Shortcuts and gestures can help do more with your phone in less time—you just need to know the right ones to use. Thanks to the rollout of iOS 14 and the efforts of third-party developers on Android, you can now access a very helpful new shortcut: tapping the back of your phone to launch apps, take screenshots, open the camera, and much more.
If you’re using an iPhone, then the setup process is more straightforward, because the back tap feature is built into iOS 14. You do need an iPhone 8 or later and a phone that supports Tap to Wake, though, because of the sensors required. You don’t get the back tap option on the iPhone SE, for example.
If you’re using a compatible handset, from Settings go to Accessibility, then Touch, then Back Tap to enable the shortcuts and decide how they work. You can enable and configure both Double Tap and Triple Tap if you want to, giving you two different shortcuts that can be enabled in an instant.
There are plenty of system shortcuts you can assign to a double or triple tap, including taking a screenshot, waking Siri, muting your phone, locking the screen, and opening up Control Center. You can also launch various accessibility shortcuts, including the VoiceOver and Magnifier features.
Further down the list you’ll see a selection of Siri shortcuts, including custom ones that you’ve previously set up. Any Siri shortcut can be assigned to a back tap, which means the possibilities are almost endless. The back taps can change the configuration of your phone, work with files, record photos and videos, pull information from the web, and much more. Thanks to Siri shortcuts, you can use back tap with just about any app you like.
A double or triple tap launches your chosen action, and (where applicable) a second double or triple tap undoes it again. In the case of muting your phone, for example, the back tap shortcut acts as a mute and unmute toggle switch; if you’ve set it to open Control Center, then the back tap shows and then hides it.
There are quite a few iPhone gestures beyond the normal ones that you might have never discovered or forgotten about. Swiping down on the text input box to hide the keyboard, for example, or swiping left and right to delete digits in the Calculator app, or double tapping to zoom in on Apple Maps. You can read about some more gestures here.
Back tap is a little bit more complicated for Android users, because it’s not a feature that comes built into the software on your handset. There were signs that it might appear in Android 11, at least for Pixel phones, but ultimately Google decided to pull the functionality—whether or not it shows up in a future update remains to be seen.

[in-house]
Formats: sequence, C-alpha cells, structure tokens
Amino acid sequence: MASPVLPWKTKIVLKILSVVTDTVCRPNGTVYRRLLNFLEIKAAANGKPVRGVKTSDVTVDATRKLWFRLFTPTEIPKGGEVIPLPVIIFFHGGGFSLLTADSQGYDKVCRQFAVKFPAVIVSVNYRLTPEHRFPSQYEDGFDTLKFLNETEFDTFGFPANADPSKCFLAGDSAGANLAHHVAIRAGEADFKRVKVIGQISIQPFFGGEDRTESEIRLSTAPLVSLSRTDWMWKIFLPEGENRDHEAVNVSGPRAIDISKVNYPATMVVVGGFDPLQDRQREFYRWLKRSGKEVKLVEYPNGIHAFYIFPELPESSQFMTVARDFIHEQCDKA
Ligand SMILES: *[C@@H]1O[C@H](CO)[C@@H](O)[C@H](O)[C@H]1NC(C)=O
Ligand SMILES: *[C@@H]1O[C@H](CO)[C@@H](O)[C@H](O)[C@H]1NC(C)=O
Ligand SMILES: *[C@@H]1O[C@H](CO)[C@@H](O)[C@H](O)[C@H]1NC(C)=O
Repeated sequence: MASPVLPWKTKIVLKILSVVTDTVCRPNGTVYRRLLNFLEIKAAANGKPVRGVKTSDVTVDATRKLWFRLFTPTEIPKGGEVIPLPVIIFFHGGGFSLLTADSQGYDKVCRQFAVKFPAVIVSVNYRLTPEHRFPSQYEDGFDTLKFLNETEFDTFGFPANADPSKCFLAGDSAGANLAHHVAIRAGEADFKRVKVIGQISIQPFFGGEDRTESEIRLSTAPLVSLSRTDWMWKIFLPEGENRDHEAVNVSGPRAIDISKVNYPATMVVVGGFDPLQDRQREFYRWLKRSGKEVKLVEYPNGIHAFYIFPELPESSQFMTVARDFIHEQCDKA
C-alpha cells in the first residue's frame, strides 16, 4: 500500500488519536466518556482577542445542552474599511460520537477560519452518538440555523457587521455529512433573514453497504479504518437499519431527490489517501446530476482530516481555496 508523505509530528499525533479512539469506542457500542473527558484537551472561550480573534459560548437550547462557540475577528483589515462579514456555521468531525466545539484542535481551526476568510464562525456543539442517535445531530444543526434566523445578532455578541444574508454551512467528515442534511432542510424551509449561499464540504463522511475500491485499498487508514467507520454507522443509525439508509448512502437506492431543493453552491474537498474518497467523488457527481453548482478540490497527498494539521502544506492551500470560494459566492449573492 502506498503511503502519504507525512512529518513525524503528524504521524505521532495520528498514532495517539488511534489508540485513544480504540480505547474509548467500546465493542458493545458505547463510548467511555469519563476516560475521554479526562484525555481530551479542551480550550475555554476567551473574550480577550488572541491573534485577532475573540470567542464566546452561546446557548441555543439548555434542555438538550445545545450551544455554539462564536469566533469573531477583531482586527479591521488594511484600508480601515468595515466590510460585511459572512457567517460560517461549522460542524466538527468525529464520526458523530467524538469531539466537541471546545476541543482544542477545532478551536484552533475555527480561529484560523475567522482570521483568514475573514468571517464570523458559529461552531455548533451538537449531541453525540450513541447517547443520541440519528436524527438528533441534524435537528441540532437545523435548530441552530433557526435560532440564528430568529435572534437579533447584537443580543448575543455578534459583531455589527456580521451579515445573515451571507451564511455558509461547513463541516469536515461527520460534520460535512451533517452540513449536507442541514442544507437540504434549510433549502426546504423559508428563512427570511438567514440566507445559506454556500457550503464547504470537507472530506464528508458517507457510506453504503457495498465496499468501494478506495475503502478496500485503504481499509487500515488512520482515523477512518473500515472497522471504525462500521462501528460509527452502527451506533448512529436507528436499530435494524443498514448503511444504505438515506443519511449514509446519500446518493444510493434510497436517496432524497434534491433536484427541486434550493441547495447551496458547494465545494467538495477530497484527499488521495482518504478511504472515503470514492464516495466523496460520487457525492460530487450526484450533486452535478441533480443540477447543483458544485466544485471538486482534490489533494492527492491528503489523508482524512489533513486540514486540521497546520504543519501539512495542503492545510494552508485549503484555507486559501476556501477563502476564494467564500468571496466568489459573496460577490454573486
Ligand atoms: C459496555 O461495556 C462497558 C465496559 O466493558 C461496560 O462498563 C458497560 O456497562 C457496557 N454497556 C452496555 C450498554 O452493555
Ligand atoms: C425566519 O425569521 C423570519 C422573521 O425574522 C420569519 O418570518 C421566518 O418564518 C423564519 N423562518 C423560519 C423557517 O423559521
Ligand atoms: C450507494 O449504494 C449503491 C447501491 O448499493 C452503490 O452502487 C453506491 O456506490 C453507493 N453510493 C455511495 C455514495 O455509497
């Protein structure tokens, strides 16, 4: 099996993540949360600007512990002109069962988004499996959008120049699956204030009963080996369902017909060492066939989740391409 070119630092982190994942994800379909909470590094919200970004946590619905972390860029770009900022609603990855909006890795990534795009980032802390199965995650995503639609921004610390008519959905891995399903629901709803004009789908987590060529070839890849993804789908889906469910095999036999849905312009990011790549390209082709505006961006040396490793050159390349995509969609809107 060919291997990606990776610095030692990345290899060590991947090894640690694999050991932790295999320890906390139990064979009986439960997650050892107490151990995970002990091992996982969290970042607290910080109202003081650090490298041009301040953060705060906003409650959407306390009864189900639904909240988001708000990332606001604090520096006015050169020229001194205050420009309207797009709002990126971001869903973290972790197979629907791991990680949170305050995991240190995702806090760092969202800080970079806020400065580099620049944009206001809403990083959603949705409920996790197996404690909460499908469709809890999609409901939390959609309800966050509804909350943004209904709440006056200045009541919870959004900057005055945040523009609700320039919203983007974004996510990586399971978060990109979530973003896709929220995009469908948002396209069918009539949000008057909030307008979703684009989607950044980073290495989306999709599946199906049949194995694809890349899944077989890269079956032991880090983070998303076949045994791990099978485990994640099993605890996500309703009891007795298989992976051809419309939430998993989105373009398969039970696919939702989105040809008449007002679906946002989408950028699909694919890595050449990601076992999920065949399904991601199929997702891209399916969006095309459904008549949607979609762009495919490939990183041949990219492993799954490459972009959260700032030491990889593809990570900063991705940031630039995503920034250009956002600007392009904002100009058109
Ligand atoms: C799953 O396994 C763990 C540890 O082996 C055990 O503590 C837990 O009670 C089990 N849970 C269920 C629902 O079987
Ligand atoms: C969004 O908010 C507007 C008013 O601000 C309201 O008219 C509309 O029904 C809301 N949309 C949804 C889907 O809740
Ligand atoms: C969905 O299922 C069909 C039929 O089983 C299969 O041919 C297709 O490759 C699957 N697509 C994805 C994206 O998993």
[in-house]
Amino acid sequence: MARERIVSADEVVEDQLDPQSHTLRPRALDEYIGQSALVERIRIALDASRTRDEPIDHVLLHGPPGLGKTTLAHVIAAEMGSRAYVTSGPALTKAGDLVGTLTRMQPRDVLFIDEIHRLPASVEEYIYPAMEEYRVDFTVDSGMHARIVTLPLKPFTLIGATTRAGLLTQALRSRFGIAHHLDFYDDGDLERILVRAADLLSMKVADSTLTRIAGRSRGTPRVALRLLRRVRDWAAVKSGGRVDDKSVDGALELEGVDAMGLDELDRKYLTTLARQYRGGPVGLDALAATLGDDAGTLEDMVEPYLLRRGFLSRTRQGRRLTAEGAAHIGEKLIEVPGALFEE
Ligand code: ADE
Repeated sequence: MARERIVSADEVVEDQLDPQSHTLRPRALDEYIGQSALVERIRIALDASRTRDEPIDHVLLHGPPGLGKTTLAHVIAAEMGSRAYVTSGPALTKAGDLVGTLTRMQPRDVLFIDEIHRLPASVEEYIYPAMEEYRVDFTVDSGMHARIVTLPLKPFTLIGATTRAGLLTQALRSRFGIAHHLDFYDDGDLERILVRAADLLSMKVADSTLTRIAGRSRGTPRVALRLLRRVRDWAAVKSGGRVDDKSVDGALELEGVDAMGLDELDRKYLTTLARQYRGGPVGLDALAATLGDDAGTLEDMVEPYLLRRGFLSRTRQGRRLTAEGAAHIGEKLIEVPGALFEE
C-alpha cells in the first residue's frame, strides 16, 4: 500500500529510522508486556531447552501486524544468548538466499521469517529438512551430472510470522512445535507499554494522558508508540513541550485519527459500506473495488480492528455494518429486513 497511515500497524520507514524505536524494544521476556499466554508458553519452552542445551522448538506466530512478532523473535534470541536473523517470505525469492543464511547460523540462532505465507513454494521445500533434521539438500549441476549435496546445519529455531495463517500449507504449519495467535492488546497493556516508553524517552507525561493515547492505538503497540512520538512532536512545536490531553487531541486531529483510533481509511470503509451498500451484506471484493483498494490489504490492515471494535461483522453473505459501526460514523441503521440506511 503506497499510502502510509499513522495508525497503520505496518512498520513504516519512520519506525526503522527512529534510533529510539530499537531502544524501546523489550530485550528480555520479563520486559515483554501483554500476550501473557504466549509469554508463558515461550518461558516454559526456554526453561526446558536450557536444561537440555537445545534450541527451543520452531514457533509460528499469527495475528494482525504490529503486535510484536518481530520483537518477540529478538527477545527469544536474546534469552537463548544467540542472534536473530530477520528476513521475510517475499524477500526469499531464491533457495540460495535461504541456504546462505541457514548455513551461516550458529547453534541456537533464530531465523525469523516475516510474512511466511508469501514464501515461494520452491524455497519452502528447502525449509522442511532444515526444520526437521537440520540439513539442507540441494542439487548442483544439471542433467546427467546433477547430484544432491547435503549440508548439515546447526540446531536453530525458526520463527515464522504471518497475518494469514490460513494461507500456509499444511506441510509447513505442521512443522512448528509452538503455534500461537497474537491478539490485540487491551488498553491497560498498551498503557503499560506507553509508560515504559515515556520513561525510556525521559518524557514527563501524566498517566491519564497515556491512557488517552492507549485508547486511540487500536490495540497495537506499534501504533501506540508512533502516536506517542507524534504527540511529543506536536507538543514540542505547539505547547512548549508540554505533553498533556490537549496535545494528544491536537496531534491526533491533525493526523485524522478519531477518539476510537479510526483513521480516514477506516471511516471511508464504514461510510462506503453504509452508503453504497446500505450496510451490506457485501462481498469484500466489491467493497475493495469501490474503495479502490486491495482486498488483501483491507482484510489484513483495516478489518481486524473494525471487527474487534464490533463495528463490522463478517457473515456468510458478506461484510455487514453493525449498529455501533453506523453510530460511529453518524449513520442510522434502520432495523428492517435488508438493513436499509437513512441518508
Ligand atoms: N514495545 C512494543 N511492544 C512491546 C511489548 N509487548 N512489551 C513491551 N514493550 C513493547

Third-party developers have plugged the gap, specifically Kieron Quinn over at the XDA Developers community. His app is called Tap, Tap, and it should work on most Android phones. It’s still in beta, though, so you might notice a few bugs or a few inconsistencies with your own particular device.
Tap, Tap isn’t available on the Google Play Store at the time of writing, so you need to visit this forum thread from your phone, follow the download link in the first post, and then tap through the security warnings that Android show you about installing unknown software (it’s OK, you can trust this app).
Once you open the app, you’ll be able to set and test the tap sensitivity, and get the app working with Android’s accessibility service so that it can always be ‘listening’ for your taps. You’ll also need to make sure that Android doesn’t shut the app down to try and conserve battery life, but again Tap, Tap guides you through this process.
When you get to the app’s main screen, you can configure it further: Pick Double Tap Actions and Triple Tap Actions to pick what you want to happen with a back tap. You can launch apps, take screenshots, activate Google Assistant, and much more. The app also lets you set “gates” for when the taps do and don’t work—you can disable them when the display is off, for example, or when you’re on a call.
Tap, Tap is still beta software, and can be hit by the occasional bug, but it actually gives you much more control than Apple’s built-in solution. It’s great for launching the camera, running a web search, viewing your notifications, and much more. As on iOS, Android supports a variety of other gestures that you might not be aware of, and we’ve collected some of them here.